• The Iraqi government had offered to hold internationally monitored elections within two years.
  • The Iraqi government offered Bush official Richard Perle to open the whole country to inspections, to turn over a suspect in the 1993 World Trade Center bombing, to help fight terrorism, and to favor U.S. oil companies.
  • The Iraqi president offered, in the account that the president of Spain was given by the U.S. president, to simply leave Iraq if he could keep $1 billion.

Everyone supposes that the United States invaded Afghanistan in 2001 and has stayed there ever since as a series of “last resorts,” even though the Taliban repeatedly offered to turn bin Laden over to a third country to stand trial, al Qaeda has had no significant presence in Afghanistan for most of the duration of the war, and withdrawal has been an option at any time.

Everyone maintains that the United States went to war with Iraq in 1990-1991 as a “last resort,” even though the Iraqi government was willing to negotiate withdrawal from Kuwait without war and ultimately offered to simply withdraw from Kuwait within three weeks without conditions. The King of Jordan, the Pope, the President of France, the President of the Soviet Union, and many others urged such a peaceful settlement, but the White House insisted upon its “last resort.”

Even setting aside general practices that increase hostility, provide weaponry, and empower militaristic governments, as well as fake negotiations intended to facilitate rather than avoid war, the history of U.S. war-making can be traced back through the centuries as a story of an endless series of opportunities for peace carefully avoided at all costs.

Mexico was willing to negotiate the sale of its northern half, but the United States wanted to take it through an act of mass killing. Spain wanted the matter of the Maine to go to international arbitration, but the U.S. wanted war and empire. The Soviet Union proposed peace negotiations before the Korean War. The United States sabotaged peace proposals for Vietnam from the Vietnamese, the Soviets, and the French, relentlessly insisting on its “last resort” over any other option, from the day the Gulf of Tonkin incident mandated war despite never having occurred.

Hidden in the mystery of the ludicrous “last resort” claims, taken oh so seriously by commentators on war, may lie an explanation of current bigotry toward Muslims in the United States. Should Muslims in your neighborhood turn out to be decent people, perhaps Muslims far away are decent people with whom one might speak instead of dropping bombs on their children. Muslims must be hated here so as to justify killing them there as an unavoidable “last resort.”

Russia News - Nov 28, 2015

Russia deploys cutting-edge S-400 air defense system on combat duty to Syrian base after Su-24 downing (VIDEOS) - RT News

VIDEO: See the moment the Russian S-400s arrived in Latakia, Syria - YouTube

Experts opinions: S-400 antiaircraft missile system to defend Russia’s air group, will keep most of Syrian airspace under control - TASS

Reports: Russia launches electronic warfare in Syria as tensions rise - Fox News

Ankara Suspends Air Force Flights Over Syria After Attack on Su-24: Media - sputniknews.com

Erdogan warns against use of S-400 against Turkish fighter jets over Syria - News.Az

VIDEO: Erdogan interview: We won't apologize for downing Russian plane - CNN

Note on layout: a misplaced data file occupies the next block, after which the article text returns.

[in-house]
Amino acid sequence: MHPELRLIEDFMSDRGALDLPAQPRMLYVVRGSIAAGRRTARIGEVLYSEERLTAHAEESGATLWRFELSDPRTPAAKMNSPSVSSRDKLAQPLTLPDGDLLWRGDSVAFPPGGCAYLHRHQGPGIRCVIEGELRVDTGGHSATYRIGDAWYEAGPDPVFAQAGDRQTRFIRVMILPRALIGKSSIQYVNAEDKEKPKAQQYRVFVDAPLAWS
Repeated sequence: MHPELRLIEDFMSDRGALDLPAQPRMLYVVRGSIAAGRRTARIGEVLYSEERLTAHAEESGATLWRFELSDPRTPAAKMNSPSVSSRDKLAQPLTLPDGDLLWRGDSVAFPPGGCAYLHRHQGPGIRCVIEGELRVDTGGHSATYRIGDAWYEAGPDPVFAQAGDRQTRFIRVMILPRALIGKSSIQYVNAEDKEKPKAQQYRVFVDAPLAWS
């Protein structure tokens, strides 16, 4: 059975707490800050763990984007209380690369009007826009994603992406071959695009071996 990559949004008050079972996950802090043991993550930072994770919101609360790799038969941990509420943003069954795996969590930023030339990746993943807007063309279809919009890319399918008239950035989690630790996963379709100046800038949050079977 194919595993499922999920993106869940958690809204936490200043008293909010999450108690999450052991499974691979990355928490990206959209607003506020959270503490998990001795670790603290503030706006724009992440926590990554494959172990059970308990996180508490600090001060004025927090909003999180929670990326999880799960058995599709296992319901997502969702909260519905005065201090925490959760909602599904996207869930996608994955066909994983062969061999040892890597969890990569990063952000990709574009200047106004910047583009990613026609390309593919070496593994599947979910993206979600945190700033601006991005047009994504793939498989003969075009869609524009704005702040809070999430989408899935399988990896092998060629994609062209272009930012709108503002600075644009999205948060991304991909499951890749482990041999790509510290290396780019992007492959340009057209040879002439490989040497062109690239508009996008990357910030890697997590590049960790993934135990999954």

U.S. officials say Russia didn't give downed jet's flight plan to them, Putin hinted that U.S. might have given detailed Russian operational plans to Turkey ahead of time - Yahoo News

US Hopes Russia Respects Safety Memorandum After S-400s Deployed in Syria - armscom.net

US special forces begin training Kurdish and Arab fighters to take on Isis - ibtimes.co.uk

Israeli Air Force says direct line to Moscow prevents possible air incidents - RT News

Chinese media: Russian S-400 undermines Turkey's plan to impose safe zone in Syria - Xinhua

Russia retaliates with air strikes near Turkey border - World Tribune

Russia ready to coordinate steps to block Turkish-Syrian border: FM Lavrov - TASS

U.S. urges Turkey to seal Syria border, says a bigger Turkish border deployment would close off key transit routes for ISIS fighters in Syria - WSJ

Turkey Masses Tanks on Syria Border Amid Rising Russia Tensions - Antiwar.com

Putin: 'Commercial scale’ oil smuggling into Turkey by ISIS becomes priority target of air strikes - RT News

Erdogan denies Turkey buys oil from ISIL - Al Jazeera English

Protests erupt in Turkey after journalists arrested for a report suggesting Ankara shipped arms to Islamist rebels in Syria - AFP

VIDEO: Turkish police pepper spray supporters of 2 prominent journalists arrested for ‘treason’ over publishing photos of weapons allegedly brought to Syrian rebels by Turkish intelligence - RT News

Russian PM Pushes For Economic Sanctions Against Turkey - huffingtonpost.com

Russia scraps visa-free regime for Turks amid bitter dispute - France 24 

France, Russia agree to exchange intelligence in Syria campaigns, but difference remain on the fate of Assad - AP


Russia plays down idea of grand coalition with West to strike Islamic State in Syria, it seeks cooperation on its terms - Washington Post



Coal cutoff escalates Russia-Ukraine tensions, Yatsenyuk says not enough coal for winter - POLITICO

Ukraine seeks imports of anthracite coal from South Africa as shortages loom - Platts News

Ukraine Energy Minister Backs Compromise on Energy Supplies With Russia - sputniknews.com

Crimea starts receiving electricity from Russia: RIA - Reuters

Russia cuts gas flow, Ukraine closes airspace as trade war expands - The Washington Post